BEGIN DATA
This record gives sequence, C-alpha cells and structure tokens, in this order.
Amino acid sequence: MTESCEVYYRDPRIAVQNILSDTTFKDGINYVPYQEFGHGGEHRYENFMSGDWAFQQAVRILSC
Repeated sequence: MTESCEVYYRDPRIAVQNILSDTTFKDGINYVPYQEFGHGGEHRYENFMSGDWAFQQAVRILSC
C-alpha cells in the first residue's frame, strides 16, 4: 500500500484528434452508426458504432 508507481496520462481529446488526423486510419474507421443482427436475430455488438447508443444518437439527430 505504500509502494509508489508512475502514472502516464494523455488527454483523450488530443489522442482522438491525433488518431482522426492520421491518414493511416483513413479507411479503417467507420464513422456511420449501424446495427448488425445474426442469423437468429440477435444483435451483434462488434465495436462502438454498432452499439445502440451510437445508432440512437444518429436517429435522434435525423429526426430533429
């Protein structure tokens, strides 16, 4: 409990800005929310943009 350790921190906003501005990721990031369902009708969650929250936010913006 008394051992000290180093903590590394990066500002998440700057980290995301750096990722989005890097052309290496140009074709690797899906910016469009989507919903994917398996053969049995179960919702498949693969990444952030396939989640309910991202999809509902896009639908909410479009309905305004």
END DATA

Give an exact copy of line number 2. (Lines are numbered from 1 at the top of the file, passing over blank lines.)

Amino acid sequence: MTESCEVYYRDPRIAVQNILSDTTFKDGINYVPYQEFGHGGEHRYENFMSGDWAFQQAVRILSC